News / Edmonton

Meet the Edmontonian who made the calendar used by millions of Sikhs

Pal Singh Purewal spoke with Metro on New Year, according to the Nanakshahi Calendar he invented

Dr. Pal Singh Purewal, pictured at his home in Edmonton's Mill Woods community, created the Nanakshahi Calendar.

Kevin Tuong / Edmonton Freelance

Dr. Pal Singh Purewal, pictured at his home in Edmonton's Mill Woods community, created the Nanakshahi Calendar.

Millions of Sikhs around the world celebrated the New Year on Wednesday, thanks to a calendar invented in Edmonton.

When Pal Singh Purewal came to Edmonton in the mid-1970s he had already been working on the Nanakshahi Calendar for 20 years, to give Sikhs a consistent record of the religion’s significant dates going back to the birth of the religion’s founder, Guru Nanak, in 1469.

Sikhs had historically followed the Bikrami calendar, which uses the movement of the stars and the moon, so months don't always match up with seasons – meaning key celebrations always occurred on different dates according to the common-era Gregorian calendar.

“There was too much confusion. So I decided to do something about it,” Purewal said.

“The Sikh nation should have their own calendar, because a calendar is a very important and necessary part of the identity of a nation.”

So Purewal decided to fix key days to the cycle of the sun, so dates wouldn't shift from one year to the next.

It required a lot of math.

Purewal studied ancient texts to master the calculations that led to the creation of the Bikrami calendar, and studied Sikh scripture and astronomy to align key dates.

He started doing the long calculations manually in the 1950s when he was a math and science teacher in India.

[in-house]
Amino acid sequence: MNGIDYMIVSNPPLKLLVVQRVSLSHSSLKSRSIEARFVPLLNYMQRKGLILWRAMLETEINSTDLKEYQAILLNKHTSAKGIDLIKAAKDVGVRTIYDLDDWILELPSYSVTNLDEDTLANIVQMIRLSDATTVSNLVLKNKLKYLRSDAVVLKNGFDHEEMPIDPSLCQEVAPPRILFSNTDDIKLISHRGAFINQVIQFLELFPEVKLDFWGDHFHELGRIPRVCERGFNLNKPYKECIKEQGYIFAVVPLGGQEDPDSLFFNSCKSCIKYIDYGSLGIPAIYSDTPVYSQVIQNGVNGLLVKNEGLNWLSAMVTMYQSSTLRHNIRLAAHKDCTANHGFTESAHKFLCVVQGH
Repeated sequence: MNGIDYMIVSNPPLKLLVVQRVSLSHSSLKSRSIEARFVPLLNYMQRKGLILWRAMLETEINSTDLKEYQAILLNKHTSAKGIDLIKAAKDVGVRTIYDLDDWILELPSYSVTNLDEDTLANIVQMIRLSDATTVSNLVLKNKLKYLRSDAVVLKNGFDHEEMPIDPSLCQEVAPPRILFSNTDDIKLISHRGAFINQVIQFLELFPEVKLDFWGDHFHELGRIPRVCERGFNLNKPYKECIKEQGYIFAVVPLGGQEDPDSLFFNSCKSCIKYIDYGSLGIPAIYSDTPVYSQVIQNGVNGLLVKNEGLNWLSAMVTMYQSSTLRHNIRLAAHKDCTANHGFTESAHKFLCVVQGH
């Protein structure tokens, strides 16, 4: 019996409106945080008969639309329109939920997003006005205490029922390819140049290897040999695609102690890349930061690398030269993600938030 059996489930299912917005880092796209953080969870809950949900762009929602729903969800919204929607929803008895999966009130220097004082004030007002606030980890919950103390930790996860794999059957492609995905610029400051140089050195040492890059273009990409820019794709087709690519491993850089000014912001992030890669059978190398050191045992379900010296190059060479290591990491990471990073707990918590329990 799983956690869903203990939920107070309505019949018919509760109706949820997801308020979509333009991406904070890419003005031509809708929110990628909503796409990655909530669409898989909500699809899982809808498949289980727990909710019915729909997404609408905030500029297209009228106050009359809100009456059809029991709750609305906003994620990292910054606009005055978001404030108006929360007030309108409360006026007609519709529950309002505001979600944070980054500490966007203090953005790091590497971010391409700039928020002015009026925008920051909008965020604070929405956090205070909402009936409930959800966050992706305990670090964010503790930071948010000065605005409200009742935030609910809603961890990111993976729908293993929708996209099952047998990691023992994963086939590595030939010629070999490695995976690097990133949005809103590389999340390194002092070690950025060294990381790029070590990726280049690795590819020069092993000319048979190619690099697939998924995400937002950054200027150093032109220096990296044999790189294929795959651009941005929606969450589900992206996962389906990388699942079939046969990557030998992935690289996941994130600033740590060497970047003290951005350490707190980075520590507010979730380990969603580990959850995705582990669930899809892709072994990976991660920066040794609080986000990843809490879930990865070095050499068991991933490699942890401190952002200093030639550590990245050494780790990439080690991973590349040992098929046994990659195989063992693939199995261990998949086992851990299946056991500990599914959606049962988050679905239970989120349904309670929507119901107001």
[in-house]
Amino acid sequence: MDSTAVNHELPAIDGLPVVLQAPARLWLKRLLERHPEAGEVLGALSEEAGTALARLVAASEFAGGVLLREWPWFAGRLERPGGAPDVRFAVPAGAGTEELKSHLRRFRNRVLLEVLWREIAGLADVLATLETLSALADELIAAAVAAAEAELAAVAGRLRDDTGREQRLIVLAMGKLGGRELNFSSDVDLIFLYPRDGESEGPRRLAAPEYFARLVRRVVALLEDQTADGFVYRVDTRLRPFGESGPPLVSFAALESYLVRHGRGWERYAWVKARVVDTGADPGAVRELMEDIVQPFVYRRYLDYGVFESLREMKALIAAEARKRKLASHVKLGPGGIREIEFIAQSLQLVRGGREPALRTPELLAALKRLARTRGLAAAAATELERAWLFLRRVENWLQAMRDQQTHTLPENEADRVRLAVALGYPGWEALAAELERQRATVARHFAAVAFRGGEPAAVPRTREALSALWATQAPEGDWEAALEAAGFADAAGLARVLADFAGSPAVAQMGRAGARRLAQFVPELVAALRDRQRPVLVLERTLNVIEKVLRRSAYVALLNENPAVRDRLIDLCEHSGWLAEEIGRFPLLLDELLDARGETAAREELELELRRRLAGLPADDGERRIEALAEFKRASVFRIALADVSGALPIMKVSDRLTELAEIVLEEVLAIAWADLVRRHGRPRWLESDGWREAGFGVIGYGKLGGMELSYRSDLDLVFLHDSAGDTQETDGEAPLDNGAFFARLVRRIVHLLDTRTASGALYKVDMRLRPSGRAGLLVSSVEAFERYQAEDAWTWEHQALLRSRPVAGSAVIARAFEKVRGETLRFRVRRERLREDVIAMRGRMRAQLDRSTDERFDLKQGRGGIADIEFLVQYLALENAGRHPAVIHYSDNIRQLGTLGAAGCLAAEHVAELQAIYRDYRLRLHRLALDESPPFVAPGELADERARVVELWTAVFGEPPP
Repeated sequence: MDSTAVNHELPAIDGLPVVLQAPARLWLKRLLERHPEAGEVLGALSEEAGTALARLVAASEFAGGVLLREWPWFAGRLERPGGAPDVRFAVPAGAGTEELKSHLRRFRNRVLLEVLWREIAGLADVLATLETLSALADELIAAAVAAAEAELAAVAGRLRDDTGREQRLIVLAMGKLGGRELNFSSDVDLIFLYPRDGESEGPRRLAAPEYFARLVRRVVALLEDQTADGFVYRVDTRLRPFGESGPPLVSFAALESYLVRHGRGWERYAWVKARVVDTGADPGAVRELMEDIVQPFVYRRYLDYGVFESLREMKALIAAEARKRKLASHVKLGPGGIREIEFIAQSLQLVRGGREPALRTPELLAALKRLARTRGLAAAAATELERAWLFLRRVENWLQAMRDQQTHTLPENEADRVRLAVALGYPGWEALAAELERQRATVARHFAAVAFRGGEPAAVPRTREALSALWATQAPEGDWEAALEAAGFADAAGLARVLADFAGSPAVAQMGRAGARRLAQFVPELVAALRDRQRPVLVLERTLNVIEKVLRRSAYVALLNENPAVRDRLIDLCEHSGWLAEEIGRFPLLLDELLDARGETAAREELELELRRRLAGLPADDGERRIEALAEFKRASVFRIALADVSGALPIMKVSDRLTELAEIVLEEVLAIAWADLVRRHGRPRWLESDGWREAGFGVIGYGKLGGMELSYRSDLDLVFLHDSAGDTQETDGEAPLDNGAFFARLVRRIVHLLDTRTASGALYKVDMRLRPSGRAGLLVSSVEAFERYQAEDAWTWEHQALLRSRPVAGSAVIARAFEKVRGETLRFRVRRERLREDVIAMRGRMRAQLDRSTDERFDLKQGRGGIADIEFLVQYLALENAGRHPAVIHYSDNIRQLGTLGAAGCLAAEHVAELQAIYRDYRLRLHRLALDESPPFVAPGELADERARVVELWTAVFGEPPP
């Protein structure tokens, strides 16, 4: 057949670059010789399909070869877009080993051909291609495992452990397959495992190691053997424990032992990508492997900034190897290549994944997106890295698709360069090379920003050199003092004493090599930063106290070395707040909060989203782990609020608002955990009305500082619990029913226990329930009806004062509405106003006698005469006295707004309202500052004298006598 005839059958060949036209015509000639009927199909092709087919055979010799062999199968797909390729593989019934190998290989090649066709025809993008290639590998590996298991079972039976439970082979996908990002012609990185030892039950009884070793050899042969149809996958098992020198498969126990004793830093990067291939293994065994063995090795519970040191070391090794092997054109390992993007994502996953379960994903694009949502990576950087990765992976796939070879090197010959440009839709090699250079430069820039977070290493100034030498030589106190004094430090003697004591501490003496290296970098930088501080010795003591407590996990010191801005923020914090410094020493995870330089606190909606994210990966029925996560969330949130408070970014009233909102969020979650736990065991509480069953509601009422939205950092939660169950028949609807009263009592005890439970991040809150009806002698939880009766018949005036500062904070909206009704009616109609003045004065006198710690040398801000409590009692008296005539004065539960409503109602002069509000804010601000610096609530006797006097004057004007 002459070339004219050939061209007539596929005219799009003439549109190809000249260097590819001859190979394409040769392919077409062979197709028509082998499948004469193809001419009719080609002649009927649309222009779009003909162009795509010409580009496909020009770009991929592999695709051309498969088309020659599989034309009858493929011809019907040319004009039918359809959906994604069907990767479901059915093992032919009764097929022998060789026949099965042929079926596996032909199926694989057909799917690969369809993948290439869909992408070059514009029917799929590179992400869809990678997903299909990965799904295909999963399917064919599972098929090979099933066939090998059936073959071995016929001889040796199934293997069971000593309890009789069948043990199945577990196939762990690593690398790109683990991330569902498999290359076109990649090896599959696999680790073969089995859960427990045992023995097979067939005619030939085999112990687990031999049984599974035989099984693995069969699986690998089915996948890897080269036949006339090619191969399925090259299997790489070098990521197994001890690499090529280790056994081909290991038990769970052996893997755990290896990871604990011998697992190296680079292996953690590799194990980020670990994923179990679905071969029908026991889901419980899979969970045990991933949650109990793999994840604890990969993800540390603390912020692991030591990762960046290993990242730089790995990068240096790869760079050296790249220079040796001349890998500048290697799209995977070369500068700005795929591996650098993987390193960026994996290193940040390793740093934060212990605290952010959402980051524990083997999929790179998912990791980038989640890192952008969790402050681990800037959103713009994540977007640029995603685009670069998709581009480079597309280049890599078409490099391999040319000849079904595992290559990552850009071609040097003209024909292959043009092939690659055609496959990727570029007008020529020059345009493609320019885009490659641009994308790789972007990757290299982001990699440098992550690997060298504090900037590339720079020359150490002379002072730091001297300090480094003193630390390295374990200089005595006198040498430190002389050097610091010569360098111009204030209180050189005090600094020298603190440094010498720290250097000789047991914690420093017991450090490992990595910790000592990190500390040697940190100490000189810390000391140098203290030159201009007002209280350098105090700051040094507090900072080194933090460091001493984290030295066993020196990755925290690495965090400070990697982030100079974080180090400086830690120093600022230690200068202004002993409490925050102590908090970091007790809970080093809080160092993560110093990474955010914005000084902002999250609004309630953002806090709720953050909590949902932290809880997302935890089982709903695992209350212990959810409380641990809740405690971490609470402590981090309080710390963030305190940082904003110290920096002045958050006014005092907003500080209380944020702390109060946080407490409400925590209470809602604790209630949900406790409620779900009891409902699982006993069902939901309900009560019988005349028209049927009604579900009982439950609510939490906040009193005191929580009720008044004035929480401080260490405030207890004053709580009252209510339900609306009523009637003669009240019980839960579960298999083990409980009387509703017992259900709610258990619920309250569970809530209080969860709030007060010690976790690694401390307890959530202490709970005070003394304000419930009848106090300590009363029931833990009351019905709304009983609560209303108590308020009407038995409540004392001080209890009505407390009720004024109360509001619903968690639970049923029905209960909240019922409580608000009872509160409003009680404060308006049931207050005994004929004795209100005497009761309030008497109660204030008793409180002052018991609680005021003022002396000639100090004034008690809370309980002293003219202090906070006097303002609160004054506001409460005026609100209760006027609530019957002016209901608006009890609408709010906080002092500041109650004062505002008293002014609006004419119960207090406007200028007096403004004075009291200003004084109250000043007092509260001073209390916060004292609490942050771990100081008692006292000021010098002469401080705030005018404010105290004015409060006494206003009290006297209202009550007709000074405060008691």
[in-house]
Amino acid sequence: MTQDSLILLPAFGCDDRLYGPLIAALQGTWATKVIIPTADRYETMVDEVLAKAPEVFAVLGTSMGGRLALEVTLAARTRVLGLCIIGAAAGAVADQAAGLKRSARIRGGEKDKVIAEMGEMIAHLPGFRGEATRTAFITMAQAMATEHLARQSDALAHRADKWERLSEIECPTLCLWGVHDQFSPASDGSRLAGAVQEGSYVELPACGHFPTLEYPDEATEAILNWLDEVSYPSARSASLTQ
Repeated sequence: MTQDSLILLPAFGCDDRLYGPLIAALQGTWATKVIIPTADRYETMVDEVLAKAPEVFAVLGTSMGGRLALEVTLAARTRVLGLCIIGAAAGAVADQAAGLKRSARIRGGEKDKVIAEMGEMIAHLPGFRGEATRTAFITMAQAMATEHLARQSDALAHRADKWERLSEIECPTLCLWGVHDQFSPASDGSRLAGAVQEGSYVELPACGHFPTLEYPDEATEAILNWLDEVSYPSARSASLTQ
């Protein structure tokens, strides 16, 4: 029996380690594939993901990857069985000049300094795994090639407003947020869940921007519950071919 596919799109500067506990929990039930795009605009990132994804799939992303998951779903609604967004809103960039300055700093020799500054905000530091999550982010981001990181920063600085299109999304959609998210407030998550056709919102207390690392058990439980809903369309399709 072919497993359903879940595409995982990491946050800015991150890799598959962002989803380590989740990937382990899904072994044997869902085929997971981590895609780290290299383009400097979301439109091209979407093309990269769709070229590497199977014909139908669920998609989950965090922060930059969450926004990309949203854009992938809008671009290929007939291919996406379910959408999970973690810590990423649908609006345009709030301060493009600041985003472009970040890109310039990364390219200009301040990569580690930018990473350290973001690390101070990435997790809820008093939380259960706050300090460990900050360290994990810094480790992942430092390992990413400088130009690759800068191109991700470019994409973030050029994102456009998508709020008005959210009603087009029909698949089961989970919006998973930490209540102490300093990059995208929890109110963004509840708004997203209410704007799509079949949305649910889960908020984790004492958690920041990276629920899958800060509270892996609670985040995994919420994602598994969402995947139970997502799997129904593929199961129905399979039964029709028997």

Purewal moved to England in 1966 and joined Texas Instruments as a senior engineering technician, where he got the first handheld calculator, speeding up his work exponentially.

“It was such a great relief,” Purewal said.

He moved to Edmonton in 1974 to be with his brother and finally published the first version of the Nanakshahi Calendar in 1999, when Alberta Sikhs became the first to use it.

“I took time out of my professional job on this work, day and night, for many years,” Purewal said.

“It was a labour of love.”

Purewal has been heavily involved with Edmonton’s Sikh Community since moving here, notably launching the annual Sikh parade in 1999.

In 2003, his calendar was officially implemented by the highest Sikh authority in the world, the Shiromani Gurdwara Prabhandak Committee in northwestern India.

While some gurdwaras and orthodox Sikhs have chosen not to recognize it or to use a modified version of it, Purewal said about 80 per cent of Canadian Sikhs still use his version.

Arundeep Singh Sandhu, director of the Edmonton Heritage Council, said it is “basically the accepted calendar of the Sikh nation across the world.”

“It’s such a big help in planning out your future programs and celebrations and all of that. So that you know April 14 of every year is Vaisakhi and everyone knows it,” Sandhu said.

“People have figured out when their birthday was. Especially some senior citizens who used the old Lunar calendar when they were born, they didn’t necessarily know when their actual birthdays were in the Western calendar system, and now they can line them up both ways.”

Sandhu said he’s proud the calendar came out of his home city, and would like to see a local park named after it with a plaque that recognizes Purewal’s contribution.

“It’s a pretty big deal for an Edmontonian to have an impact on that level,” Sandhu said.

“Edmonton is always aspiring to be a world-class city, and this is one of those great contributions to a portion of the world’s population.”

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